Tropical Hot Dog Night

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Another fine package from Kayaka, the Japanese creator whose delightful, distinctive and good-humoured work has endeared itself to use since 2011 and a run of obscure CDRs, some of them featuring her bass clarinet playing but most of them exhibiting her cut-and-paste skills in constructing new music out of old records, samples, and effects. Her new release has found a home on the London-based Adaadat label, one of the primary sources for imaginative weirdness and quirked-out genius in the UK just now. The nine tracks on Sonic Kitchen (ADAADAT ADA0040) were created in Berlin in 2013, and once again Kaya Kamijo produces a dense, foggy quagmire of overlaid sounds, adding as many layers and rhythms as she thinks she can get away with, before the production collapses under the weight of its own varnish. If indeed she was a cook in a “Sonic Kitchen”, she’d be the kind of baker who can produce an iced cake 30 feet high and covered with filigree icing, producing an impossibly tall and spindly balletic sculpture that apparently defies gravity. Or she’d build a replica of the Brooklyn bridge out of Porterhouse steaks, that you can only eat using a lawnmower. Either way I’d like to think she would serve something more imaginative and appetising than the split hot-dog sausage that appears on the cover.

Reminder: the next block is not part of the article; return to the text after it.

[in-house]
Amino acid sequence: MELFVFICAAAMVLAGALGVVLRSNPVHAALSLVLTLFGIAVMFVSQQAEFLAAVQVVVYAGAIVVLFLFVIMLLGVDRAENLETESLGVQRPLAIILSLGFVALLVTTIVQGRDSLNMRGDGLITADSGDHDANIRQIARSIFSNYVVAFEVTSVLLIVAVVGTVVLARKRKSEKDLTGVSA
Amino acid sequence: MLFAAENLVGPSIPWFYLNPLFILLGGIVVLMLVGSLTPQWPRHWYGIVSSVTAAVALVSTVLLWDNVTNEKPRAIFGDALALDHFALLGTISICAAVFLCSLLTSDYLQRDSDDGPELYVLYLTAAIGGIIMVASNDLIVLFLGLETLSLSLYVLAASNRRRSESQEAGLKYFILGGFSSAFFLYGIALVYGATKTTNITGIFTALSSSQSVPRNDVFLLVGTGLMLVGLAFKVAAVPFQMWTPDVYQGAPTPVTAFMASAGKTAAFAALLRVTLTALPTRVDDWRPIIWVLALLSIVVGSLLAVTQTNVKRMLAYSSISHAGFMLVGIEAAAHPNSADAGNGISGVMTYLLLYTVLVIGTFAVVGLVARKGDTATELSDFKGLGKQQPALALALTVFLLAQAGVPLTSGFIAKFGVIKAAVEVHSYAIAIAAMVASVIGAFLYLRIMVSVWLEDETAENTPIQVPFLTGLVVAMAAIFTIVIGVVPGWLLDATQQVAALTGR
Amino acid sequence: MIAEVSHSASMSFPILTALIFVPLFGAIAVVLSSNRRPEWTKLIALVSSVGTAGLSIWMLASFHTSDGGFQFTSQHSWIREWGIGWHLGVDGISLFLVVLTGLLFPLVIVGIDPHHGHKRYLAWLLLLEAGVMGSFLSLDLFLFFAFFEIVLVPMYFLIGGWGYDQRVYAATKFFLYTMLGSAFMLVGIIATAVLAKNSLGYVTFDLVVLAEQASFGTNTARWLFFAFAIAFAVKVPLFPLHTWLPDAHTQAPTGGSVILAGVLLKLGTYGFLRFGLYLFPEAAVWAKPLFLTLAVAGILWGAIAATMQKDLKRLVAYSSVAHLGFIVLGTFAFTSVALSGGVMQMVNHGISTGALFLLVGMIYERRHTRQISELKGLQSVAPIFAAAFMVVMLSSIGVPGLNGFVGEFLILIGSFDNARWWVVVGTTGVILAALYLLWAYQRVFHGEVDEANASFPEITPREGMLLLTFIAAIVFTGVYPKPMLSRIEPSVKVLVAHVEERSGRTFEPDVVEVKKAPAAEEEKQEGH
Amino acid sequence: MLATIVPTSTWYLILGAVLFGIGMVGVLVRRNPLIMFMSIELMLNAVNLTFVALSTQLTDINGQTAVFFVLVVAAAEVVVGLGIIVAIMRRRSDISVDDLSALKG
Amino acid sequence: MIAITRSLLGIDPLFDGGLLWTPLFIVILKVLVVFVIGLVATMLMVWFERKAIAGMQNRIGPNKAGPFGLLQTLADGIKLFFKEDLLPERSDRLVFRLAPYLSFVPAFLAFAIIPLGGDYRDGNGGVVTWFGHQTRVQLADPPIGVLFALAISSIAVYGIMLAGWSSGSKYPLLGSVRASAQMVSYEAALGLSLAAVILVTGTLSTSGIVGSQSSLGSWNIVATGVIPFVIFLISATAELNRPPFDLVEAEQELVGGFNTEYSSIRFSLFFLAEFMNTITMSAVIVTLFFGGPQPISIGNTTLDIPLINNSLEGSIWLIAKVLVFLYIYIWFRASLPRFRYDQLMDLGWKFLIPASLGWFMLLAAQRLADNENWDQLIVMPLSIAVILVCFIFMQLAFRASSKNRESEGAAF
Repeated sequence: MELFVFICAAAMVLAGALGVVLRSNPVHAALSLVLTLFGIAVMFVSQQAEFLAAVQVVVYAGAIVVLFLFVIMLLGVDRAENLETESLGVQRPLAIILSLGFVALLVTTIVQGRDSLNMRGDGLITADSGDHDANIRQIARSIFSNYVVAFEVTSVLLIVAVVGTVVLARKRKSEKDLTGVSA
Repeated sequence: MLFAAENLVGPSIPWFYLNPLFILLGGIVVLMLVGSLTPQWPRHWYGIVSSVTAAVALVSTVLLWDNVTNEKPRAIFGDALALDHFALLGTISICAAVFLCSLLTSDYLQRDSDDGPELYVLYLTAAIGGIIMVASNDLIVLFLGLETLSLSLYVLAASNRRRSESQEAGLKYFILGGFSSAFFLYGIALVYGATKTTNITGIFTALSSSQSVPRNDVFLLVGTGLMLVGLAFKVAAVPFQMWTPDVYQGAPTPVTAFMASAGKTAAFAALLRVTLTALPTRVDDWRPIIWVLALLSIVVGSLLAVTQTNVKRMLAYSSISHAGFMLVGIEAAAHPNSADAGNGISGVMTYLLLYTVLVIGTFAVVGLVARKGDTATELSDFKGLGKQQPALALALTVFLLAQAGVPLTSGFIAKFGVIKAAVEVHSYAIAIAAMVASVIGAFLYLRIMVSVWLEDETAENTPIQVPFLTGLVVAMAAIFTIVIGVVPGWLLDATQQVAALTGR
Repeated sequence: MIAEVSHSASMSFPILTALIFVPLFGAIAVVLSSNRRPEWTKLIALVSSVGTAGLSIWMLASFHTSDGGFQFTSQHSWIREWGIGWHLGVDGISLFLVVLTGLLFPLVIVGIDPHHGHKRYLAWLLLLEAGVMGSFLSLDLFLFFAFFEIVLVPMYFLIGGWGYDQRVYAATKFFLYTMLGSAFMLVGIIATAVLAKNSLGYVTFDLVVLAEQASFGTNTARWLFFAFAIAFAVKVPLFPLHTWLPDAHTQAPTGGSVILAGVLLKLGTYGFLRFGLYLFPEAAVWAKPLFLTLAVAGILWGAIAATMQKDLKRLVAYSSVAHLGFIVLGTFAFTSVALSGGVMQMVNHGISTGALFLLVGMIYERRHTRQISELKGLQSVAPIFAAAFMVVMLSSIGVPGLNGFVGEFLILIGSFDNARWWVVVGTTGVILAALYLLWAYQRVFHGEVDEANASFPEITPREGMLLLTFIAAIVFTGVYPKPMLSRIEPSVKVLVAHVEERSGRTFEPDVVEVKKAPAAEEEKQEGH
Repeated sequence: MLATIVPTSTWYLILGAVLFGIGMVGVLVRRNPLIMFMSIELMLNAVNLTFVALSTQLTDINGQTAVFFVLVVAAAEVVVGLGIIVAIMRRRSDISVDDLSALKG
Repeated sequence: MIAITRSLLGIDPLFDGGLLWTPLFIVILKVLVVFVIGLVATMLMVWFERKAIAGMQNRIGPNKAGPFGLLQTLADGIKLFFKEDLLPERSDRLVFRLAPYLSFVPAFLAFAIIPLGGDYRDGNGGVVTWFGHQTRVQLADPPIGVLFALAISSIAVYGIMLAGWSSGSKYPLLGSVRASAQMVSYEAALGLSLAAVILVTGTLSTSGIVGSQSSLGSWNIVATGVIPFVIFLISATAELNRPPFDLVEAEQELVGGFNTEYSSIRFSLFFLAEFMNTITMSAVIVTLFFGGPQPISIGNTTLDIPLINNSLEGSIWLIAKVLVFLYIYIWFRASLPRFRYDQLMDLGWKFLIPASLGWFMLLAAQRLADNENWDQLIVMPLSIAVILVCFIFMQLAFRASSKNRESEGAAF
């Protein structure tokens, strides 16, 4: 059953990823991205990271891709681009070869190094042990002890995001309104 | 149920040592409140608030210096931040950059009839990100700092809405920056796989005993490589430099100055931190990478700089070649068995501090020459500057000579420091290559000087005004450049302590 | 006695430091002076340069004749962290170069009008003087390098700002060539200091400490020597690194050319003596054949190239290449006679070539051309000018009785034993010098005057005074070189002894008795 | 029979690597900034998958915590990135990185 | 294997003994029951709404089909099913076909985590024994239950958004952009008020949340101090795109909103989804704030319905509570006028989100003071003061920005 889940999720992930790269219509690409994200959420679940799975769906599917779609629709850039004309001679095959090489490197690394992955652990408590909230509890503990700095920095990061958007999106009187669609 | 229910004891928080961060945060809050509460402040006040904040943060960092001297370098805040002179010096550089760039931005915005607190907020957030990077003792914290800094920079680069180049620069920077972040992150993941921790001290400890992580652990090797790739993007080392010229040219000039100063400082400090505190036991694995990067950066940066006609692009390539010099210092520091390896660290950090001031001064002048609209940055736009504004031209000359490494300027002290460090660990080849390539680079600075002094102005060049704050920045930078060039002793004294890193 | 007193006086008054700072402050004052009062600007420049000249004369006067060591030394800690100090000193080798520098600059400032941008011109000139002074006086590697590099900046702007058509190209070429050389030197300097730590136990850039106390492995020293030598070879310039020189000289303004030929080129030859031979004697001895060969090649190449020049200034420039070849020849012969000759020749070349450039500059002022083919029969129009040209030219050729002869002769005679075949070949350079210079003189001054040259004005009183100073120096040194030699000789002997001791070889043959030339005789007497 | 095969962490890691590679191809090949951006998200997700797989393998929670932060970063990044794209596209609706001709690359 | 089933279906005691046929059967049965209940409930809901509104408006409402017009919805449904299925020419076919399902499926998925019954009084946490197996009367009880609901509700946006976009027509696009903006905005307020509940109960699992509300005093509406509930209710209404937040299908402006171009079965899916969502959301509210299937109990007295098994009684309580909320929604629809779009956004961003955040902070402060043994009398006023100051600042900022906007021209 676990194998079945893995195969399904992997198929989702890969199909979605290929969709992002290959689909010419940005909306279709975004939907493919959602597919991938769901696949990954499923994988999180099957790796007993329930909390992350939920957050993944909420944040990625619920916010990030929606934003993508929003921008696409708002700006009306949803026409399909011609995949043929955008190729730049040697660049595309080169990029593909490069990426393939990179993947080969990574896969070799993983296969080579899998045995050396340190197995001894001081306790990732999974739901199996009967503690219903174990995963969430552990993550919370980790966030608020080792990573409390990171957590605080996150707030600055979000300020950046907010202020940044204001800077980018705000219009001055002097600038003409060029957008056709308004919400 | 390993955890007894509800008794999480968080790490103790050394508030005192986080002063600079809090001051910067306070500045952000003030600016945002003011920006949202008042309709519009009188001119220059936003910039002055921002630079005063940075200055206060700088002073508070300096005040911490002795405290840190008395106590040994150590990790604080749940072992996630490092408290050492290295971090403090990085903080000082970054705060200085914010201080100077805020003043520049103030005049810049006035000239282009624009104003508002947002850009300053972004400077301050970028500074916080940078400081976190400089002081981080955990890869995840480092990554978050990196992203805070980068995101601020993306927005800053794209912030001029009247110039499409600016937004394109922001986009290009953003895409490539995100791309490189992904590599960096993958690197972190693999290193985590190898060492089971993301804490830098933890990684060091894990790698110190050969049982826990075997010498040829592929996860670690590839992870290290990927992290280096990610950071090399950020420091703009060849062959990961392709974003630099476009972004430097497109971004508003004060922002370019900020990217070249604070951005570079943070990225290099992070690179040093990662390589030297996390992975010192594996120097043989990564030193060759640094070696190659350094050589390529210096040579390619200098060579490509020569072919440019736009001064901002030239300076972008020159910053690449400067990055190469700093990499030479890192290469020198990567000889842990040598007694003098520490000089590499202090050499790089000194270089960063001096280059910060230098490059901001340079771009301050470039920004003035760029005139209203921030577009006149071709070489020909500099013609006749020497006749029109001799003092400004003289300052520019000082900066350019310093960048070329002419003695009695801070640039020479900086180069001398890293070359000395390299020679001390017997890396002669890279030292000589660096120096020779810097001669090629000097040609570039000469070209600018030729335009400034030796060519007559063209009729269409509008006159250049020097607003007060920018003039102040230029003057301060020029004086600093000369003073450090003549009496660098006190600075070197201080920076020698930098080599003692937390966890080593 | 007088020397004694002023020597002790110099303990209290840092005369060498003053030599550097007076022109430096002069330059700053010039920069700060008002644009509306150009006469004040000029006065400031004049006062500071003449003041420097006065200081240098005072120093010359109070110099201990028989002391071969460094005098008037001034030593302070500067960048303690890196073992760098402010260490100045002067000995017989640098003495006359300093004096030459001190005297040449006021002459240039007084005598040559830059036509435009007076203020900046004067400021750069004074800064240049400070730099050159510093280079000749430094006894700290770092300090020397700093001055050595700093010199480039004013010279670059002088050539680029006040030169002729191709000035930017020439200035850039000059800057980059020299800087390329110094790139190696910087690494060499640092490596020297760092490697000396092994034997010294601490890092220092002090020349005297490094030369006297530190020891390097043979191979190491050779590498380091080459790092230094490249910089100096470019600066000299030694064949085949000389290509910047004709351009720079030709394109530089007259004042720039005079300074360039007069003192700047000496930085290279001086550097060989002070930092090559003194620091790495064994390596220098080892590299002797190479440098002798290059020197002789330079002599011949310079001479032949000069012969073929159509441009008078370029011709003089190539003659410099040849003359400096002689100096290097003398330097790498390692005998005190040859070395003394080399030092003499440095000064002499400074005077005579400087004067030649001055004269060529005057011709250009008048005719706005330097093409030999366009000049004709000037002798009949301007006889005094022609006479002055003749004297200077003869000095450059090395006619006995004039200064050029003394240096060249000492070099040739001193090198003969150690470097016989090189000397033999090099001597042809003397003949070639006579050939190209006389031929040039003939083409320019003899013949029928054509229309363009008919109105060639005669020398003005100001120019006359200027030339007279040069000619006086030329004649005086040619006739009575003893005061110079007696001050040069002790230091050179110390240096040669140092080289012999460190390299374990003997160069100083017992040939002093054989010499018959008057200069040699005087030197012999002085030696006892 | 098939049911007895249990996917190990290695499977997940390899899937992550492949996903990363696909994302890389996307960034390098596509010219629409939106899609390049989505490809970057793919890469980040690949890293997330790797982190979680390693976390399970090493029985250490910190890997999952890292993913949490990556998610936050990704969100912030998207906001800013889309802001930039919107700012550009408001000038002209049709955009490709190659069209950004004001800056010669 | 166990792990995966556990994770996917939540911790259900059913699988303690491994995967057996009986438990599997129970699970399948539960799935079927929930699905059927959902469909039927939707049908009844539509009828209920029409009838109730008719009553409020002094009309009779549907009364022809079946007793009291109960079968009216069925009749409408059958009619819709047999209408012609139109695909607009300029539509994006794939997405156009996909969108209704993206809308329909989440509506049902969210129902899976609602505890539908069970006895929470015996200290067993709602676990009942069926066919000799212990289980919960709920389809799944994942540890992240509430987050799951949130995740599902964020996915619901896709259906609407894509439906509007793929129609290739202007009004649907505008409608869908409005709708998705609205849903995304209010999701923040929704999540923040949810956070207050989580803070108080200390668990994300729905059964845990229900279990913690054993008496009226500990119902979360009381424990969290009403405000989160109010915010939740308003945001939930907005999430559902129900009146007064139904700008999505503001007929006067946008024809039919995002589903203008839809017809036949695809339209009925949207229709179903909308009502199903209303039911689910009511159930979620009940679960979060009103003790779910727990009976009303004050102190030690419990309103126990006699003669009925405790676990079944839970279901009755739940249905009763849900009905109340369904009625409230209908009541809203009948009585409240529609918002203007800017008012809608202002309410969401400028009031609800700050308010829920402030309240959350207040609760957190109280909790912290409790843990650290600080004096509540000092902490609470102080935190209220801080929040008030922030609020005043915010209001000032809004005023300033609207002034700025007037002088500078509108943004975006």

All of these tunes proceed with the easy-going, walking-pace rhythm that I describe as a “clonking” beat – the opposite of high-speed Techno music or the like, and certainly Kayaka exhibits zero interest in a slick dancefloor production when she prefers calling attention to the mechanics of how each song is assembled. This strategy allows the listener a degree of instant familiarity and comfort, before we’re led gently into the realms of the surreal and the bizarre, as each new unlikely musical element is ushered in, doing battle with spoken-word samples or excerpts from movies. We’re required to follow at least three or more lines of continuous information – a good exercise for the noggin. This time around, one key note or recurring theme appears to be a nostalgia for the past, expressed as old 78 RPM records, including cabaret songs, classical music, and dance music, all cleverly repurposed so as to instantly transcend cliché.

Lesser talents attempting to do similar things with transmuting the history of music into new forms often come a cropper; for one, they use too many samples, perhaps in an effort to convince us of their encyclopedic knowledge, or simply because they have no idea when to stop. For another, they fall prey to the crime of irony, and can’t help sneering ever so slightly at the corny old music our forebears used to enjoy. Kayaka stands innocent of both charges; her sparing use of source material is guided by good taste and an unfailing instinct that tells her precisely when “enough is enough”; and there is genuine affection for the old music she dusts down from the shelves, and she gives it new life in the context of her wonderful concoctions. Enjoy these ‘Pickled Tangos’ and ‘Hungarian Rhapsodists’ today! From 27th August 2015.

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